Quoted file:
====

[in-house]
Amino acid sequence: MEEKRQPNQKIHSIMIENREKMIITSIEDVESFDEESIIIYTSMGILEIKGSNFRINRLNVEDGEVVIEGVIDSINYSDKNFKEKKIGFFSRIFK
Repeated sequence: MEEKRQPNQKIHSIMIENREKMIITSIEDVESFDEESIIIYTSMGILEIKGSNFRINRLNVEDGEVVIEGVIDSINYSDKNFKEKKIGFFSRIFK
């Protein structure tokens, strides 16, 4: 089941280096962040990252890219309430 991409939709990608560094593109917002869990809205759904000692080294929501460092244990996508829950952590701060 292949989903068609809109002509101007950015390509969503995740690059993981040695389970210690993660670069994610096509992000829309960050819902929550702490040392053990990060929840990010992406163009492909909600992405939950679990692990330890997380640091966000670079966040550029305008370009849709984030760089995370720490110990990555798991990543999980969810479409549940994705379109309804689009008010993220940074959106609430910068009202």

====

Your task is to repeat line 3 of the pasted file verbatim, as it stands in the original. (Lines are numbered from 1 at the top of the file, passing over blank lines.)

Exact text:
Repeated sequence: MEEKRQPNQKIHSIMIENREKMIITSIEDVESFDEESIIIYTSMGILEIKGSNFRINRLNVEDGEVVIEGVIDSINYSDKNFKEKKIGFFSRIFK